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Daikokuten facts for kids

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Daikoku, the God of Wealth in Taoism

In Japan, Daikokuten (大黒天), is one of the Seven Lucky Gods. Daikokuten came from the Indian god, Shiva. Daikoku wears Japanese robes and has a happy and smiling personality.


Daikoku's pictures are found in the temples of Tibet and China and the god enjoys a high position as a household god in Japan. Daikoku's connection with wealth and success started a strange ritual known as Fuku-nusubi. This ritual started with the belief that the person who stole figures of gods and goddesses was promised good luck, if they were not caught while stealing. Eventually, stealing divine figures became so common that the Toshi-no-ichi or the ‘year-end-market’ held in the Asakusa Kannon temple became the main place where the sale of these images was held.


Amaterasu cave crop.jpg

Japanese Mythology & Folklore

Mythic Texts and Folktales:
Kojiki | Nihon Shoki | Otogizōshi | Yotsuya Kaidan
Urashima Tarō | Kintarō | Momotarō | Tamamo-no-Mae
Izanami | Izanagi | Amaterasu
Susanoo | Ama-no-Uzume | Inari
List of divinities | Kami | Seven Lucky Gods
Legendary Creatures:
Oni | Kappa | Tengu | Tanuki | Fox | Yōkai | Dragon
Mythical and Sacred Places:
Mt. Hiei | Mt. Fuji | Izumo | Ryūgū-jō | Takamagahara | Yomi

Daikoku is considered to be the god of wealth or the household, mostly the kitchen. He is recognised from his wide face, smile, and a flat black hat. He is often shown holding a golden mallet and sitting on bales of rice.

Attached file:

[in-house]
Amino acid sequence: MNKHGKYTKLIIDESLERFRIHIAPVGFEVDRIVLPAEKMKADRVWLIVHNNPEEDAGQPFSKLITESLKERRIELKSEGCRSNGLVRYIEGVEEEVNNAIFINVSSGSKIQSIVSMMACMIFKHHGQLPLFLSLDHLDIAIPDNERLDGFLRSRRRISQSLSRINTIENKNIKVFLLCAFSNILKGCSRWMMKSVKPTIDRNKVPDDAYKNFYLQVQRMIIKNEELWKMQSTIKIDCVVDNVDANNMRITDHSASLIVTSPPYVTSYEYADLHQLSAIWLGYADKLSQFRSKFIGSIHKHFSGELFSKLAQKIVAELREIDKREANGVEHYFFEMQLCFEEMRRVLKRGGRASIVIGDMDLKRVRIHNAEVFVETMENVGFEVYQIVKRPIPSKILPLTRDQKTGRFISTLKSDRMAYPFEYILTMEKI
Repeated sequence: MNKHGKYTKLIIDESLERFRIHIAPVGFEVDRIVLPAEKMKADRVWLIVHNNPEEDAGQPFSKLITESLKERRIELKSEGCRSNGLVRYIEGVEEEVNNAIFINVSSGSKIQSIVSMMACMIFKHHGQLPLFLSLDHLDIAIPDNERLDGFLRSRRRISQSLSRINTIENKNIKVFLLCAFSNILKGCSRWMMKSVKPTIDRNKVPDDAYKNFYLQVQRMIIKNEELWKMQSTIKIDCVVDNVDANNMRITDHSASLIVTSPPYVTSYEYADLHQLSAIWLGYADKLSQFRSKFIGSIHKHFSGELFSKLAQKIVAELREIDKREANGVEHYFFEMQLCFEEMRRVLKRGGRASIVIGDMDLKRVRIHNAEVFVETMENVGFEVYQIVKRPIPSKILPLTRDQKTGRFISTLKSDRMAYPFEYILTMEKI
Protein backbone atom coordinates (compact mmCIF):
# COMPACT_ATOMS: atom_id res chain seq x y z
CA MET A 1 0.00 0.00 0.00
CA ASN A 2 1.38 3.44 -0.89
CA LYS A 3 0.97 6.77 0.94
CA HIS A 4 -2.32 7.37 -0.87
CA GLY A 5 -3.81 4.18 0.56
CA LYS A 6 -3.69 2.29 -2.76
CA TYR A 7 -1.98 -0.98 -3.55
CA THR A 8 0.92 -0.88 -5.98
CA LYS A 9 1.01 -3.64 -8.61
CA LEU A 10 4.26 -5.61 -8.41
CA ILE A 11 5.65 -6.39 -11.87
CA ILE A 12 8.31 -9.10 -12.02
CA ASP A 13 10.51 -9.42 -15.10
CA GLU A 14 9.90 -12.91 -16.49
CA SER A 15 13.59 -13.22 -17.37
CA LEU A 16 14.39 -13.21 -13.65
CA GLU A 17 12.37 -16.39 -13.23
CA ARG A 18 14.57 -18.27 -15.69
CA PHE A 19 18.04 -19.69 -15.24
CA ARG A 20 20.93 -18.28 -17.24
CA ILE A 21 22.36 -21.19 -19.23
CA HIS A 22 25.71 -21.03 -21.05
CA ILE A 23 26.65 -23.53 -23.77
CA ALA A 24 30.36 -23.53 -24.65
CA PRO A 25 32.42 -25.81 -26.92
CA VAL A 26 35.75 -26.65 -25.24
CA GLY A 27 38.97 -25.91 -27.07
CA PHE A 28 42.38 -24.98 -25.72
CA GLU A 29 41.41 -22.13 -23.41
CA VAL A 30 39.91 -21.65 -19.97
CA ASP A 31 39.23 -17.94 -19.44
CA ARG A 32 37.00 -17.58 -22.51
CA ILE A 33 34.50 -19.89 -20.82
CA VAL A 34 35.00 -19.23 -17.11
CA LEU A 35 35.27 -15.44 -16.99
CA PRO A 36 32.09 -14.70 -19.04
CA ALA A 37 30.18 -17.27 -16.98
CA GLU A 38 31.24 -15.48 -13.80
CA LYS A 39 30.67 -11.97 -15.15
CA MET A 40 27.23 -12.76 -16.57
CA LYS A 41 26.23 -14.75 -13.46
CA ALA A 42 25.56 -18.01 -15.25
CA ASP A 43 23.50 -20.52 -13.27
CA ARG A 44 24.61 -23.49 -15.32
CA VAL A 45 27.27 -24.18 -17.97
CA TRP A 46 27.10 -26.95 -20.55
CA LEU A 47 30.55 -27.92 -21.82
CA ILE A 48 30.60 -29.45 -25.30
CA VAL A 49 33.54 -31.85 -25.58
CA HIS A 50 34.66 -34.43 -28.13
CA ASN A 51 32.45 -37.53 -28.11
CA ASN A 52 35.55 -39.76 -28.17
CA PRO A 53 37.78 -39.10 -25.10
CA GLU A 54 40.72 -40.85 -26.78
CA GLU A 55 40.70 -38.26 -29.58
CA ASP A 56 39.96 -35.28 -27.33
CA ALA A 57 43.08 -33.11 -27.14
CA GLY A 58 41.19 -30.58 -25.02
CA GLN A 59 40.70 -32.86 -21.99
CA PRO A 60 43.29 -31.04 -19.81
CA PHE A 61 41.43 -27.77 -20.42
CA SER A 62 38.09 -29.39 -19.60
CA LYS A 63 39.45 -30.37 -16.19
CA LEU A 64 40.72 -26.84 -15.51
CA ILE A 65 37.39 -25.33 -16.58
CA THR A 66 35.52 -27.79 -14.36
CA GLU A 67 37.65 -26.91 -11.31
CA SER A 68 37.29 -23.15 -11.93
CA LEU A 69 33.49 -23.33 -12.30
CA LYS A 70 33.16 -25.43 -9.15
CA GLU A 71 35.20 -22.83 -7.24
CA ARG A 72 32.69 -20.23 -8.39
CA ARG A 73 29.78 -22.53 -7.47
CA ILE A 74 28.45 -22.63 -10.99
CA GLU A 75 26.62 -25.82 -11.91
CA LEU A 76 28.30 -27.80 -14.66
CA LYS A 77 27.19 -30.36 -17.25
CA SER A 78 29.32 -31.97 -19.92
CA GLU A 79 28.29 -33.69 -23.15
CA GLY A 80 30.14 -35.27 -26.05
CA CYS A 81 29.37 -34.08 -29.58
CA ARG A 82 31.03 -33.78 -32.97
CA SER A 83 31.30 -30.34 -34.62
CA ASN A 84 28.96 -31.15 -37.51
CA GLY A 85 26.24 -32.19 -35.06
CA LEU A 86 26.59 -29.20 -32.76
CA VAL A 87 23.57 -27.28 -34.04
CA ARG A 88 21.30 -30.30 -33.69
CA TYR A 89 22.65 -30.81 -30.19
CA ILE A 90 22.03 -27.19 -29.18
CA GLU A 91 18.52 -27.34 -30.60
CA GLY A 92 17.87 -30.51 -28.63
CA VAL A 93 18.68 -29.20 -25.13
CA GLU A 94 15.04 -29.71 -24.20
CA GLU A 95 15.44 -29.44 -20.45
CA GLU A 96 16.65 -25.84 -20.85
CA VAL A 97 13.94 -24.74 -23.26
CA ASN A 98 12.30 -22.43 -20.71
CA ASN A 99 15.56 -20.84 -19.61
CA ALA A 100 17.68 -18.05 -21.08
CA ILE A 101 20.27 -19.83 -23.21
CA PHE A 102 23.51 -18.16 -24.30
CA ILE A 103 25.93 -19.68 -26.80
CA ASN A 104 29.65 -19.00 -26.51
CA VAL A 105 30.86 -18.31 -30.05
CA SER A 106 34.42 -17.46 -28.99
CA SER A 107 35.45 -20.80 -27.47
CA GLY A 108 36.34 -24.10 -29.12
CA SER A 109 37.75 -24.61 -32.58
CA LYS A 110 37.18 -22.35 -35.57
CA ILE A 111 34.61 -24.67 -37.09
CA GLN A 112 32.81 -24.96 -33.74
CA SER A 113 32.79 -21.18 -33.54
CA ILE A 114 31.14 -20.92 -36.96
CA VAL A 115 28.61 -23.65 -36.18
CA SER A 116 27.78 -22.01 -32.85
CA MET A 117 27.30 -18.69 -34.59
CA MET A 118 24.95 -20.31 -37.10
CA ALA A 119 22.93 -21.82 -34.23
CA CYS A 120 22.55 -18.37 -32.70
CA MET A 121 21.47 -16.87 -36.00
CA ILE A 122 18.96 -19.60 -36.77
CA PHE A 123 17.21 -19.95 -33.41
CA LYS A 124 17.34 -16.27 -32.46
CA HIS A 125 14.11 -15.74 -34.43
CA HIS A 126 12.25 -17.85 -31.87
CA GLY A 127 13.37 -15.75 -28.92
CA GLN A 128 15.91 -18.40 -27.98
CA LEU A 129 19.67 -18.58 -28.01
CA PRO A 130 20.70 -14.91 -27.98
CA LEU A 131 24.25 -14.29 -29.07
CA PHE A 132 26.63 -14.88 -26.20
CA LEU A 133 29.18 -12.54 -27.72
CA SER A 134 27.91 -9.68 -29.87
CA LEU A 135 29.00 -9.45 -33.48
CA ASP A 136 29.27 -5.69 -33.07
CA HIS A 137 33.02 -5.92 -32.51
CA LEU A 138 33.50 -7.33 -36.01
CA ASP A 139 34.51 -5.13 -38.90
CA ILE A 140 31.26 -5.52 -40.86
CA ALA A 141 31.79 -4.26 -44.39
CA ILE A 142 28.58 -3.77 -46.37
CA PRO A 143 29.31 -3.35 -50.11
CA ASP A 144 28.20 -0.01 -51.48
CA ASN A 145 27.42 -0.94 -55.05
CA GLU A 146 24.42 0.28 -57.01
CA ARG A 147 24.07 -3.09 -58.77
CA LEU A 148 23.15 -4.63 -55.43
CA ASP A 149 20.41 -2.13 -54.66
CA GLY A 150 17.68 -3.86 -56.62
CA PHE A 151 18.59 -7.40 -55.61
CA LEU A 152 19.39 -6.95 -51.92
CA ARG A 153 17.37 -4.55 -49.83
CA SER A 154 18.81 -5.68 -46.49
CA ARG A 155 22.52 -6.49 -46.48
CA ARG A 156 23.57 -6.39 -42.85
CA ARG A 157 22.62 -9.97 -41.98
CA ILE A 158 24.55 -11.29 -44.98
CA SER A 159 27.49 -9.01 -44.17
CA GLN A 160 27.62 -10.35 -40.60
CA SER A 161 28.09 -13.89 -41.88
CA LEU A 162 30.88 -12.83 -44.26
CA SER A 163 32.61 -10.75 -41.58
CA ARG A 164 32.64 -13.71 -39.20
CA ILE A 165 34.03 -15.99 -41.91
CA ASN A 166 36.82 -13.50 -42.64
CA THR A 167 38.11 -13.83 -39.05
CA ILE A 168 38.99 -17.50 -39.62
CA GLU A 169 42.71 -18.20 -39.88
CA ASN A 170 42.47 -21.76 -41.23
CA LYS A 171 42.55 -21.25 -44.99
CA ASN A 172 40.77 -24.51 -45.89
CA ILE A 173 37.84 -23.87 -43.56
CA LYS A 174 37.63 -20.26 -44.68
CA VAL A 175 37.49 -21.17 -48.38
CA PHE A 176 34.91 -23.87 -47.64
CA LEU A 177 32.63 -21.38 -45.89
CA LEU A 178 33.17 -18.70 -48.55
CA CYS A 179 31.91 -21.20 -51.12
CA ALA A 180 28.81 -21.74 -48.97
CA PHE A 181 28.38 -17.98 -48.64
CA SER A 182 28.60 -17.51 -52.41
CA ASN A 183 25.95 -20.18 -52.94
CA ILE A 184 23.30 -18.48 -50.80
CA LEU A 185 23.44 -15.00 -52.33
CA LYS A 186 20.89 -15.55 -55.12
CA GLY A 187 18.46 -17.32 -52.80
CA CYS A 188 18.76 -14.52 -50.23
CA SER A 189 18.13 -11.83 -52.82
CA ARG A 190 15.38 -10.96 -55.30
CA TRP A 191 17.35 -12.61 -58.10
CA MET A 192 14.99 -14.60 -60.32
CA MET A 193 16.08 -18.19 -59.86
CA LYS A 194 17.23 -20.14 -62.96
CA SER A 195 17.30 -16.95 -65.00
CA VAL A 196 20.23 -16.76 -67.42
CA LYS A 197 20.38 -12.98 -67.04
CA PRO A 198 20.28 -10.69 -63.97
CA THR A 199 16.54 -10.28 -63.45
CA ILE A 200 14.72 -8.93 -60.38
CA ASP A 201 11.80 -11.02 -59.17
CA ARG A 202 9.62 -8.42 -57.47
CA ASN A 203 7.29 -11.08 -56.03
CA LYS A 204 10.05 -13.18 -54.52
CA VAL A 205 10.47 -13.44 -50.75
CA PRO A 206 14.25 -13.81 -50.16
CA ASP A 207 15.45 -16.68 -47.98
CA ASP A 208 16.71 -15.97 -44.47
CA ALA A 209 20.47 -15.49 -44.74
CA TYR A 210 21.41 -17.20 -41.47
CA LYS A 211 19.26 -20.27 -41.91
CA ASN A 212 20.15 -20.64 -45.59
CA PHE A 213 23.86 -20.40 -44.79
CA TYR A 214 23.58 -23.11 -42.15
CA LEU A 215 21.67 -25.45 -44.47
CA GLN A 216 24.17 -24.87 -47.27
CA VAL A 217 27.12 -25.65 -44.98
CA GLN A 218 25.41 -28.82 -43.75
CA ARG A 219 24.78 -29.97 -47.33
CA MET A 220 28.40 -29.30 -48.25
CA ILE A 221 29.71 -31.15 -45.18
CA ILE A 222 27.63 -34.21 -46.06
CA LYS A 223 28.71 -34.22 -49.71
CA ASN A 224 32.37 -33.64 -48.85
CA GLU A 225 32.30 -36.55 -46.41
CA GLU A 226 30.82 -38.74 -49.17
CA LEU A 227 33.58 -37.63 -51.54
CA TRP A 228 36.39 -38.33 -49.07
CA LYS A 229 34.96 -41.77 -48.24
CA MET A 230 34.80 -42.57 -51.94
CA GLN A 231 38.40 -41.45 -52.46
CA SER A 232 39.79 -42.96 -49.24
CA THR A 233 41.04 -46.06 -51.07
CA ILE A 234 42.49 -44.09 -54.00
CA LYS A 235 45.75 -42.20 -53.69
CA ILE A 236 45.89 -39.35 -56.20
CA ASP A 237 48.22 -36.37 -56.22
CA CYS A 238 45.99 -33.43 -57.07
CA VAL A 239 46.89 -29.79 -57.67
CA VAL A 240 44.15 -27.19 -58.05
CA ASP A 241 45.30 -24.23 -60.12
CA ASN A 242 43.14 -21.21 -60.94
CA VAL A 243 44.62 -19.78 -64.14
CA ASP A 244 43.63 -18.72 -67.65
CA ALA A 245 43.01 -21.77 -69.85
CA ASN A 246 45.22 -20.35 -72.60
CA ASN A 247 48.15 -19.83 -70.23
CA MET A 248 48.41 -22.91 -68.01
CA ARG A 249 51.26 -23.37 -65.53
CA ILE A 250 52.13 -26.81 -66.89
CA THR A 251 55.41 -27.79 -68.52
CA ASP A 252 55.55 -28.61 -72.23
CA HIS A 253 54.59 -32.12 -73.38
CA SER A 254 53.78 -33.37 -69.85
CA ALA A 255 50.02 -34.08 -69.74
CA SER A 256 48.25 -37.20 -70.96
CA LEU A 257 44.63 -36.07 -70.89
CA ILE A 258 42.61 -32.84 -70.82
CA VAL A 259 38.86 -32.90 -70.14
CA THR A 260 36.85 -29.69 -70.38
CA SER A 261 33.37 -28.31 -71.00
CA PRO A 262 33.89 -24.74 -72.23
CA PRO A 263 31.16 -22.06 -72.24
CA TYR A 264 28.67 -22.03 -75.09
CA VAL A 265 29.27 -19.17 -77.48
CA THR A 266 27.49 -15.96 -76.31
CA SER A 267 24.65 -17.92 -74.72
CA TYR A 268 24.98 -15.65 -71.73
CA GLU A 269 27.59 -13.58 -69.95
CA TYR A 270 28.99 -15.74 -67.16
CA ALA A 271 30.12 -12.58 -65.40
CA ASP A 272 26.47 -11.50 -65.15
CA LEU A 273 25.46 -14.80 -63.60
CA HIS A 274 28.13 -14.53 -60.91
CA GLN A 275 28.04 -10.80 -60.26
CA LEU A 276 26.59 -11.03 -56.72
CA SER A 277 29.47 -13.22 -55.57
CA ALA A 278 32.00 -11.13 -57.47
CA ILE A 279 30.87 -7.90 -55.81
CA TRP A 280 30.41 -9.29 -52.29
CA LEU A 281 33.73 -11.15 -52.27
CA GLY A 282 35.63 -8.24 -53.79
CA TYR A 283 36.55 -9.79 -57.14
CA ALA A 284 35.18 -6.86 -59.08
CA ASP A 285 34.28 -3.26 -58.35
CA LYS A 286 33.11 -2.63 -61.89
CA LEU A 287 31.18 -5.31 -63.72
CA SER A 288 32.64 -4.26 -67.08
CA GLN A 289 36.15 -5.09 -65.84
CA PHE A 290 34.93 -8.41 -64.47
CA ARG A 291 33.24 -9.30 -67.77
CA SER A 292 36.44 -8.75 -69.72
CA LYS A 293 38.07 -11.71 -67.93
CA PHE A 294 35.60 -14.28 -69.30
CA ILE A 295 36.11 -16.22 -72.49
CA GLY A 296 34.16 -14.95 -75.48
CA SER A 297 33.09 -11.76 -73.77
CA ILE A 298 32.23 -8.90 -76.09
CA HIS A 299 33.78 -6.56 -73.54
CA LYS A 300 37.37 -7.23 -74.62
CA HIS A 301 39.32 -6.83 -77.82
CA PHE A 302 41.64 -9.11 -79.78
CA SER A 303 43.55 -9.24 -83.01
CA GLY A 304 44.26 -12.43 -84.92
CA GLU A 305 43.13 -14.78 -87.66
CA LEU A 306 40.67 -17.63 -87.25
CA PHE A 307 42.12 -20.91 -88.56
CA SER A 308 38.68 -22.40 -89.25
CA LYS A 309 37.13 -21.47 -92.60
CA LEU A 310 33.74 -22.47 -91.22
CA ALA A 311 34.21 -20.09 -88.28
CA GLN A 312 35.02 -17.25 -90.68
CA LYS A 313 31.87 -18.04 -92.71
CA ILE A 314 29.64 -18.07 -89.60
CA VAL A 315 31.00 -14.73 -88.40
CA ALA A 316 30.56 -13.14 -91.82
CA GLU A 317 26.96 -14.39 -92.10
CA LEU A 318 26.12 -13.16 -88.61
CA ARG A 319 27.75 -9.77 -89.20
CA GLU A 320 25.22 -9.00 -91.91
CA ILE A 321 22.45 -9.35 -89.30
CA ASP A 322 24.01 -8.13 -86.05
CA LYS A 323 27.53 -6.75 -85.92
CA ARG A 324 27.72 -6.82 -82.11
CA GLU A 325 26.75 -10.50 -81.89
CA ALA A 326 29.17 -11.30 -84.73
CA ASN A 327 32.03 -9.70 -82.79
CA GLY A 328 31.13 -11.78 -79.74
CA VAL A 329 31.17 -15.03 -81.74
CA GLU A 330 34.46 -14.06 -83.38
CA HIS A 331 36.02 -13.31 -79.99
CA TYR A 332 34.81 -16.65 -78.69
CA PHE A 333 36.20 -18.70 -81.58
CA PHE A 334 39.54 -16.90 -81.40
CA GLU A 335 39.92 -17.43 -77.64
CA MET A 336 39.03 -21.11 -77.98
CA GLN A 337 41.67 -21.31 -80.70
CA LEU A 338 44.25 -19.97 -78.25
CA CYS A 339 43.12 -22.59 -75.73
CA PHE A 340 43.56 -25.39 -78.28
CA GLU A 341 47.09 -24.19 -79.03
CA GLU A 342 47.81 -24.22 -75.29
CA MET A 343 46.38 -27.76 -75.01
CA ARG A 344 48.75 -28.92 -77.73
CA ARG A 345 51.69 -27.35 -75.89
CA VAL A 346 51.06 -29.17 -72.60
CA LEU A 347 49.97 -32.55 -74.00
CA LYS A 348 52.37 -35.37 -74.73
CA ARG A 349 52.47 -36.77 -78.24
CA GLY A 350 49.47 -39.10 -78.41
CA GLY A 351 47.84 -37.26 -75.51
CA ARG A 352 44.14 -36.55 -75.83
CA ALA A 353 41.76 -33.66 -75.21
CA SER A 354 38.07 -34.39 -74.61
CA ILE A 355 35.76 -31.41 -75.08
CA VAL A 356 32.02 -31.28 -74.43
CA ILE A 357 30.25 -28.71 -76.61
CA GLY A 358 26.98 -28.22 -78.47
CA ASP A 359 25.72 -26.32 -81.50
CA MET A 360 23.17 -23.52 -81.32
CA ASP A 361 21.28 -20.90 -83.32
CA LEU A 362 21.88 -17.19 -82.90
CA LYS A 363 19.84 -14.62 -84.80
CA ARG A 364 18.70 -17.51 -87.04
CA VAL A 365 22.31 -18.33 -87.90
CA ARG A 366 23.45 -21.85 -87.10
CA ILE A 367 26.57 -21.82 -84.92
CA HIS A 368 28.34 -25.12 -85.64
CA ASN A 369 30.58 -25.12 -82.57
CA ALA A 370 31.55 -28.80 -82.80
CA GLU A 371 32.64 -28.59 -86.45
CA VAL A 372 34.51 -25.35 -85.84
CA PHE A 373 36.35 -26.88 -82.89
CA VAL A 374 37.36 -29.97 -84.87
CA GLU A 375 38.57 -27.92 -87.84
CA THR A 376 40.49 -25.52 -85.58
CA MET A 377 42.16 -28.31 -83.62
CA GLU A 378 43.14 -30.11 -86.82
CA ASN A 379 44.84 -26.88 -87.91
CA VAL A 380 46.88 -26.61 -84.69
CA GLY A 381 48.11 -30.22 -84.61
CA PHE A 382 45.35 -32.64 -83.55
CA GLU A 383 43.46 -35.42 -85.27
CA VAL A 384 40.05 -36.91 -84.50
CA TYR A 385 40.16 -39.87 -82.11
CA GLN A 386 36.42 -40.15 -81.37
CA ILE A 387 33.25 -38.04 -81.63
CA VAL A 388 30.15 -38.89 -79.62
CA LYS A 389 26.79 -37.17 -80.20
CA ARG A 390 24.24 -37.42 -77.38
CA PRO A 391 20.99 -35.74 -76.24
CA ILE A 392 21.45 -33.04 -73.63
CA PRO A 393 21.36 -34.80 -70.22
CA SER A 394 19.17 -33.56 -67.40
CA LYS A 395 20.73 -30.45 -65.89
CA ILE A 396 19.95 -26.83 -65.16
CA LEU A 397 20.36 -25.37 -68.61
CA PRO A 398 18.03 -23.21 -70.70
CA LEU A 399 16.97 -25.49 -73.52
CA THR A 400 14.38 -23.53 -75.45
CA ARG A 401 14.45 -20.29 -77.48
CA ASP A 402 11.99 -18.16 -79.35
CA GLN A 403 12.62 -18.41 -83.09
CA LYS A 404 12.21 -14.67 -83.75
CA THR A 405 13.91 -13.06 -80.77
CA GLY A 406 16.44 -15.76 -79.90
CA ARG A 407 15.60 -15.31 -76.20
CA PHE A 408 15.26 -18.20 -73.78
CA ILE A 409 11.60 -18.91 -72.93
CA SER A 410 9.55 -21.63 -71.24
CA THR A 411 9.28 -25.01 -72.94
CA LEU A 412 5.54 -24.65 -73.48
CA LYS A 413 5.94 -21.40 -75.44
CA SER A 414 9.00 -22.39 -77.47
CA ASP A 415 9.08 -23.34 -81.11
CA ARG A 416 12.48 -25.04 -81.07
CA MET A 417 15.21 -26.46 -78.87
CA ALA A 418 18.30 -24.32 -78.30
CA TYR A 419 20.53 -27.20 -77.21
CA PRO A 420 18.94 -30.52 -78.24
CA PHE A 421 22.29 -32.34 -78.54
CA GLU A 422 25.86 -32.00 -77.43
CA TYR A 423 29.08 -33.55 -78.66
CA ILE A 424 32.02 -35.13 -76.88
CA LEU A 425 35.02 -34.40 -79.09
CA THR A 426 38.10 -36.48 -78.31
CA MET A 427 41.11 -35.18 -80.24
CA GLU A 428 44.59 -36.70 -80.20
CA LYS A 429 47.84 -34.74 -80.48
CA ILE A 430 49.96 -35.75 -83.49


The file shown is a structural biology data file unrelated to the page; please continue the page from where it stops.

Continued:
• Japan and Indian Asia by Hajime Nakamura. Publisher: Firma KLM, 1961. Publication Date: 1961
  • India and Japan: A Study in interaction during 5th cent - 14th century - By Upendra Thakur.


Bank of Japan silver convertible one yen banknote 1885
An old one-yen bank note, first issued in 1885, with a picture of Daikokuten.

The earliest Japanese representations of Mahākāla-Daikokuten can be classified into two types: one (associated with the Shingon school) shows the deity standing, his left hand holding a sack slung over his shoulder, with his right hand clenched into a fist and resting on the right hip, while the other (associated with the Tendai school) depicts him as sitting. Most of these images show Daikokuten wearing Japanese clothing, though a few has him wearing armor.

Daikokuten Statue at Kanda Myojin
Statue of Ōkuninushi as Daikokuten in Kanda Shrine (Kanda Myōjin) in Tokyo

Daikokuten's iconography evolved during the 14th century onwards, when he increasingly became portrayed as a smiling man with a rotund belly, holding a mallet and standing or sitting on rice bales.

During the 16th century (late Muromachi period), the three deities Daikokuten, Vaiśravaṇa-Bishamonten and Sarasvatī-Benzaiten were fused together into the three-headed 'Sanmen Daikokuten' (三面大黒天, lit. "Three-Faced Daikokuten").


The god continues to enjoy an exalted position as a deity of fortune and the household in Japan. Images of Daikokuten can be found in both Buddhist temples and Shinto shrines in the country.

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See also

Kids robot.svg In Spanish: Daikokuten para niños

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